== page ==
So let start with the design. I have to admit that after the radical redesign of iOS 7 last year, I expected the same thing to come to the mac with Yosemite. I expected a completely flat look, very simplified -even childish- icons, with translucency in some places to give a sense of depth. Instead of that -and I am very happy for this- Apple chose to maintain the mac elegant aesthetics and make it more modern and eye appealing. A touch device, like iPad and iPhone, is a completely different use case from a desktop where the user uses a mouse and has to deal with multiple open windows. Instead of providing almost the same experience in both desktop and touch devices (like Microsoft does with Windows 8), Apple brought the same in design language in the mac but kept the desktop characteristics of its operating system almost untouched. So windows still have shadows (more subtle than before), icons are richer than their iOS counterparts and fonts are not ultra-thin like in iOS 7. System font in OS X Yosemite is changed from Lucida Grande to Helvetica Neue which brings the system in line with the iOS platform. Icons have brighter colors, but they maintain their shape variation and some light shadows. Translucency is used in sidebars, title bars and the new notification center, providing a sense of depth and context and making the whole os feel more elegant and polished. The use of white space is much less in OS X Yosemite compared to iOS, but compared to Mavericks it is much more. I do not think that the amount of white in the new system will cause eye bleeding to all of us who spent many hours a day in front of our mac display, but if you think so, Apple built in a dark mode in Yosemite, which will probably be one of the most loved design changes (especially from devs and designers).
— Nikos Maounis (@Psy2k) June 2, 2014
Except the design revamp, the new version of OS X comes with a ton of new features. And these features in most cases demonstrate exactly what Apple does. Instead of unifying the desktop and mobile OSes, it unifies the experience. The biggest improvements come to the messages.app. In Yosemite, when your iPhone is nearby, you can receive and send iMessages as well as SMSs from the built in message.app. You can even receive and place phone calls exactly like you placed Facetime calls up to now. Another great features is Continuity. With continuity you start something in your Mac (like a document, spreadsheet etc) and your iOS device is notified immediately, so with a simple swipe in your home screen, you can continue your work from your other devices. Mail.app got also a huge feature bump. The biggest new feature in mail is the built in markup capability. You attach an image, and you can add shapes, text, and callouts by drawing on the Multi‑Touch trackpad. Also using mail drop you can send up to 5GB attachments with mail. If the recipient uses mail.app, he gets the mail in his inbox with the attachment inside, exactly like before. If he uses another client, he gets the mail with a link to download the attachment from iCloud. Personally although I love these enhancements, I do not know if I will leave Airmail for mail.app after last year’s fiasco with the gmail accounts. Last but not least is iCloud drive. In simple words, iCloud drive is Apple’s answer to Google drive and dropbox. A folder in the finder that syncs across all your devices and keeps your documents organized per app.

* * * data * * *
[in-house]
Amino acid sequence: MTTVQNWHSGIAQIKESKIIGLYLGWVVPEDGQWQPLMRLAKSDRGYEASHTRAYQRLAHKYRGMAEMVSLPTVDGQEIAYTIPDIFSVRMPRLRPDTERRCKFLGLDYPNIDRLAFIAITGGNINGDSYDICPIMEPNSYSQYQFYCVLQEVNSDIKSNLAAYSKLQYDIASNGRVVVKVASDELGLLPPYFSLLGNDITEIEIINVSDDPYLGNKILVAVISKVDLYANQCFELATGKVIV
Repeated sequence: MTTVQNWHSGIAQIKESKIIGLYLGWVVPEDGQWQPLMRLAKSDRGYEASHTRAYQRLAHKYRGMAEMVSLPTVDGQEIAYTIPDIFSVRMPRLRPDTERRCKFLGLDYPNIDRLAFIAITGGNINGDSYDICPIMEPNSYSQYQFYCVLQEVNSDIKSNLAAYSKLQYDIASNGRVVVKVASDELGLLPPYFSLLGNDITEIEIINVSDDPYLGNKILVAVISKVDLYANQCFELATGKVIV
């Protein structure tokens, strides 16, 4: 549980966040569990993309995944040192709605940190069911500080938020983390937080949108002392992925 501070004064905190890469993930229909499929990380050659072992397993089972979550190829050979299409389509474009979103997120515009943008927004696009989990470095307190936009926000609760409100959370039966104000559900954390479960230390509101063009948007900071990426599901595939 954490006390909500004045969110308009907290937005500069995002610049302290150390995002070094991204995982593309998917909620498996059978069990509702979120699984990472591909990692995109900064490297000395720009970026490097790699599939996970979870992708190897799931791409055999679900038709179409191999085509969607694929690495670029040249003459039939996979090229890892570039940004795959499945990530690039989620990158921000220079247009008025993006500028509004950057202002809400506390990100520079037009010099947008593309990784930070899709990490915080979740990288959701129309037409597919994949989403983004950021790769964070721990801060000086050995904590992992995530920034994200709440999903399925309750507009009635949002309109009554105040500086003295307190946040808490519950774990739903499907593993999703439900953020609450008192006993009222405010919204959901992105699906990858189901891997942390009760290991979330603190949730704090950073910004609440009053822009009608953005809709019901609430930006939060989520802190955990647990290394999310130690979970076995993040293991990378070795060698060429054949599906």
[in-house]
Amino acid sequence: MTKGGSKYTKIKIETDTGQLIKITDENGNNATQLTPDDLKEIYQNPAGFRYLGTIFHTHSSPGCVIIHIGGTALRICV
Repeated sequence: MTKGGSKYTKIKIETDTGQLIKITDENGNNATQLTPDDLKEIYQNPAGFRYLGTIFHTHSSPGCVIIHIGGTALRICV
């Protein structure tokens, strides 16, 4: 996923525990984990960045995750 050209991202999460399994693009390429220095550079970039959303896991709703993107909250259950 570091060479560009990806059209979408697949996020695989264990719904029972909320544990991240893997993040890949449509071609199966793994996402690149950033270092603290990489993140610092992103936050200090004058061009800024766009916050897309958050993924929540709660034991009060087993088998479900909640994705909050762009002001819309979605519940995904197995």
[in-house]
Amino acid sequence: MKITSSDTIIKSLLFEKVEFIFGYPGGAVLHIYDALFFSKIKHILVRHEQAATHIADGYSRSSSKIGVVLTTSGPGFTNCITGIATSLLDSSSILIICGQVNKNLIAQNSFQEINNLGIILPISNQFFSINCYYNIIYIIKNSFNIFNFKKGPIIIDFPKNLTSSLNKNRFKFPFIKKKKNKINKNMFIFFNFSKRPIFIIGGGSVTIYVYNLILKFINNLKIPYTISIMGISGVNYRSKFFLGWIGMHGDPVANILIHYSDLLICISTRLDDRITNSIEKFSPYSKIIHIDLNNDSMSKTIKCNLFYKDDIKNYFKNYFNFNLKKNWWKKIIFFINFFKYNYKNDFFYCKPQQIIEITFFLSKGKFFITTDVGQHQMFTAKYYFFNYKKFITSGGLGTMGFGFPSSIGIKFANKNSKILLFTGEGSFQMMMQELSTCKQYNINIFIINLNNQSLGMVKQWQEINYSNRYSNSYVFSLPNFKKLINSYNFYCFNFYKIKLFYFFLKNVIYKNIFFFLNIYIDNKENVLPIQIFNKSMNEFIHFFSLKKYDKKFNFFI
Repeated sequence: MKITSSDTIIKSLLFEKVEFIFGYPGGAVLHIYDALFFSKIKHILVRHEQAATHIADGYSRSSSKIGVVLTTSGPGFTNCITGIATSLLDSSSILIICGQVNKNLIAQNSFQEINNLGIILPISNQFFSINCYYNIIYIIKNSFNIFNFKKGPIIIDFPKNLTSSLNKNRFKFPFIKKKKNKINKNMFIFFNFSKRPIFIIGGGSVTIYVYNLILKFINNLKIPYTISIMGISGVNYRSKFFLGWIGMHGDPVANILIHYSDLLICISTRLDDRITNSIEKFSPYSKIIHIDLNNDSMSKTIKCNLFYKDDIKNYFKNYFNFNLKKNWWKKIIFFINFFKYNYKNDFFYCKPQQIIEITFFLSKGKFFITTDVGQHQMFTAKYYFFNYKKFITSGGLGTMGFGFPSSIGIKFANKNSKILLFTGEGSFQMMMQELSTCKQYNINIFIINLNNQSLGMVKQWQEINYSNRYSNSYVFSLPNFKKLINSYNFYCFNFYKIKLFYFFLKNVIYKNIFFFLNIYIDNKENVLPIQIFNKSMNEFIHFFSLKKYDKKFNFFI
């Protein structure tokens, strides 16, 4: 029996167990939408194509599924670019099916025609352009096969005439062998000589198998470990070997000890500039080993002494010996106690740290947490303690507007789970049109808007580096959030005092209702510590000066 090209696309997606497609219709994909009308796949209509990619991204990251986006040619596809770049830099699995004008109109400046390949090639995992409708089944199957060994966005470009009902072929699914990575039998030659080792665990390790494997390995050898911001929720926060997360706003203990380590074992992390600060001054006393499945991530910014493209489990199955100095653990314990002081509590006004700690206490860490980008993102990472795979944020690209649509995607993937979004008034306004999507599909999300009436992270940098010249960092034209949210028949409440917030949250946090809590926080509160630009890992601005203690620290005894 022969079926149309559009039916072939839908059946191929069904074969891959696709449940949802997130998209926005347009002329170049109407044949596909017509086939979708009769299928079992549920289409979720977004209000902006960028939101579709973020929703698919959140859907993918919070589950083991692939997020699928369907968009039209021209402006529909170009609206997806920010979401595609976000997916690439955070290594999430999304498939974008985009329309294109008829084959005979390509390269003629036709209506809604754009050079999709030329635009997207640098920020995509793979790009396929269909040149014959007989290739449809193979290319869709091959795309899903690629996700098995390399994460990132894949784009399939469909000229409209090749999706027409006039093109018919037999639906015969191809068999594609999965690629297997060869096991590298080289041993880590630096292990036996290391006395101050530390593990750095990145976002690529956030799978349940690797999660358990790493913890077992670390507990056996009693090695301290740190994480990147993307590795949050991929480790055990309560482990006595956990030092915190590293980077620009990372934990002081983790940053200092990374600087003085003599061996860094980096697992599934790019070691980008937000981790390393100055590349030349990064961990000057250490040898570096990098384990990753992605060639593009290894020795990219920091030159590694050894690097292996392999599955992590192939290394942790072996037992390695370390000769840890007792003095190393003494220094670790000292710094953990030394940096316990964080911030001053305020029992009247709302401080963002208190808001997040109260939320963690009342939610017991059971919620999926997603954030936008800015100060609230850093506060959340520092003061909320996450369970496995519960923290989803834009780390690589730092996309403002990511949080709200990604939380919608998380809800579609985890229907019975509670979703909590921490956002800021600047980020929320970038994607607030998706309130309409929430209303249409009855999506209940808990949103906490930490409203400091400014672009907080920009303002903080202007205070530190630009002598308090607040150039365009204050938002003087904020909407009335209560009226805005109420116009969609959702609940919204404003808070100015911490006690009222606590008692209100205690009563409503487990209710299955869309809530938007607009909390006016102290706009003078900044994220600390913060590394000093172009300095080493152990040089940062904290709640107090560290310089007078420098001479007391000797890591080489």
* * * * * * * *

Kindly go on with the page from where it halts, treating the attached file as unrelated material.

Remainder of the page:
Later this year Apple will release a new photo.app for the App with all the editing and organizing capabilities found in the iOS Photo.app. This photo.app will serve many of the duties of iPhoto, so it has to be seen what the future of iPhoto will be.
Worth mentioning is that this year Apple made the OS X beta available to all registered developers (not only those enrolled in the Mac dev program) and it will also give access to beta testers applied for the Mac beta program.
For the last 5 years Apple has focused almost on iOS, providing the mac with subtle improvements. I love that this year OS X got so much attention. Yosemite is the next step for OS X and compared to the previous steps it i a giant step forward which makes the mac look modern, even more sophisticated and the Apple ecosystem more unified than ever.
I didn’t mention anything about the new dev tools in this post, because there are so many new things for developers in iOS 8, Yosemite and Xcode 6 that they worth a separate post.